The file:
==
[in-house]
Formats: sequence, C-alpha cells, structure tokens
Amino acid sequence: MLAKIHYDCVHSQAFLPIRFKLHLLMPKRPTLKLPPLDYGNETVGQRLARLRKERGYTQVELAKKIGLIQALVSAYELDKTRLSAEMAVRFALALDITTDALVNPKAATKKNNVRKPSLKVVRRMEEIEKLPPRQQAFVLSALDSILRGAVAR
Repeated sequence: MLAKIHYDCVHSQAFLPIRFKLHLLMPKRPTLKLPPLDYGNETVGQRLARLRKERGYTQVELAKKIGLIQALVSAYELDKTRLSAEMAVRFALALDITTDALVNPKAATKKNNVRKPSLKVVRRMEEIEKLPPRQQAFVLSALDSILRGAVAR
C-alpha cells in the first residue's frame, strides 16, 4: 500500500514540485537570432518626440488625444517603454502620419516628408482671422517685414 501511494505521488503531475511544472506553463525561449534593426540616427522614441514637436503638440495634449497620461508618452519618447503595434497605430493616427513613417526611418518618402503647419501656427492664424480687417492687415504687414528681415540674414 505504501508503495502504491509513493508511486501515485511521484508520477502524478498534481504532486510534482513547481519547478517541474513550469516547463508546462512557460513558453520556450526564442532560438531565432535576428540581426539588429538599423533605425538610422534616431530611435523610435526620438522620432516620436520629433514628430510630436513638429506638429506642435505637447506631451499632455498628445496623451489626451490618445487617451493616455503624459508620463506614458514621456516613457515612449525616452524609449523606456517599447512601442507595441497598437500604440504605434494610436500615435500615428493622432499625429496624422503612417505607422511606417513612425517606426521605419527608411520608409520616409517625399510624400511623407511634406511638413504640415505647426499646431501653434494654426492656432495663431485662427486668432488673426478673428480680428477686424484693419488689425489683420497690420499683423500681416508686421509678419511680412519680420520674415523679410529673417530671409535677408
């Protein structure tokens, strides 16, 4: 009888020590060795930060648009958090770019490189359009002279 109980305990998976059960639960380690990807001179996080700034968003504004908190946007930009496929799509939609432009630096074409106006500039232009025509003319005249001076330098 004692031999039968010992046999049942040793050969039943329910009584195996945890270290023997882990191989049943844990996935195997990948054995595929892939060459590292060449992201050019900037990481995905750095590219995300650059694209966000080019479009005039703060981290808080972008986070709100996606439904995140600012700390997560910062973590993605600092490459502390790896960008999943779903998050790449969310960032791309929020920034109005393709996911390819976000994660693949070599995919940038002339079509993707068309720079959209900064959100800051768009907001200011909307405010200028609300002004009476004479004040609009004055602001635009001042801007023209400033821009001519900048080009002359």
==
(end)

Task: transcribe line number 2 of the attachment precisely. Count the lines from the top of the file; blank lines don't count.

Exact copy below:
Formats: sequence, C-alpha cells, structure tokens